"Are they true to seeds -- how do you keep from losing a cross?"
The hand-crossed hybrids do not come "true" from seeds, but instead a whole spectrum of variations appear as the hybridized genes recombine in many ways. However, you can "dehybridize" a hybrid by growing a lot of seed from it and by selecting only those recombinants that most resemble the parent hybrid. Many of our open pollinated varieties were produced by dehybridizing a hybrid.
It is not widely known, but you can grow cuttings from a zinnia. The cuttings come true, and they also give you a much larger supply of seed, which you can use to advantage in dehybridizing a chosen hybrid. The process of dehybridizing a hybrid is fun and rewarding, because in addition to the specimens that resemble your target, you also get a lot of new forms, including some that may actually be better than the chosen hybrid parent. That can give you the opportunity of creating several new cultivars from a single good cross. And, of course, there is nothing to keep you from making crosses between selected recombinants that can show up in the process of dehybridizing a hybrid.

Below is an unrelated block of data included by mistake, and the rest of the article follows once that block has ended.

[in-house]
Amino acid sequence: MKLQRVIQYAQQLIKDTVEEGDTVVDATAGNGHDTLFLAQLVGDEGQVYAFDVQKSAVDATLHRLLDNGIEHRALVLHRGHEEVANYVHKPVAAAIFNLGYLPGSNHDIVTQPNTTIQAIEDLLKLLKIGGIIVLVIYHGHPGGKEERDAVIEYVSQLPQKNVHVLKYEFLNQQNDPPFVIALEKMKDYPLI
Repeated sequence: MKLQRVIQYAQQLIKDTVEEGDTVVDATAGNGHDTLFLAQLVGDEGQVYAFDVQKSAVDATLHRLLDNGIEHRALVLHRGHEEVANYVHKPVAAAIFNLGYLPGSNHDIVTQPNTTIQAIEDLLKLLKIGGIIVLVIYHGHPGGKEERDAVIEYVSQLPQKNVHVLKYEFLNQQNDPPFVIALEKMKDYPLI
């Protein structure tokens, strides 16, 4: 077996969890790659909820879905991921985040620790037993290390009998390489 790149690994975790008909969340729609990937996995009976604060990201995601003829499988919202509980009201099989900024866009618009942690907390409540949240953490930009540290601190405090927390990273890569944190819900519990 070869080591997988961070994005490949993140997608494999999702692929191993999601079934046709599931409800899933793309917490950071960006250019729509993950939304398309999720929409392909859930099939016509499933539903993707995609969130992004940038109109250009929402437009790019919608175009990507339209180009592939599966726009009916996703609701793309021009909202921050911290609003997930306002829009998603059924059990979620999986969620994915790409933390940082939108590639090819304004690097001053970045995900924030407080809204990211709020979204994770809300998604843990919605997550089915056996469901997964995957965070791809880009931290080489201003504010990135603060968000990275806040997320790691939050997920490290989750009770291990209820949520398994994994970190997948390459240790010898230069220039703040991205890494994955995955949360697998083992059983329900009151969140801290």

This attached picture is a grouping of several zinnia plants that grew from cuttings from a single donor plant. I grew them last spring. It is a choice purple scabiosa flowered specimen. These plants matured to produce a "bumper crop" of seed that I can use to help stabilize a pure strain. It usually takes four or five generations of re-selection to get a reasonably uniform dehybridized strain. But since you can get more than one generation of zinnias in a year, the process can take less time than you might think. Dehybridizing does take some garden space, because it helps to grow several hundred plants to select from. I plan to use zinnia cuttings much more next year.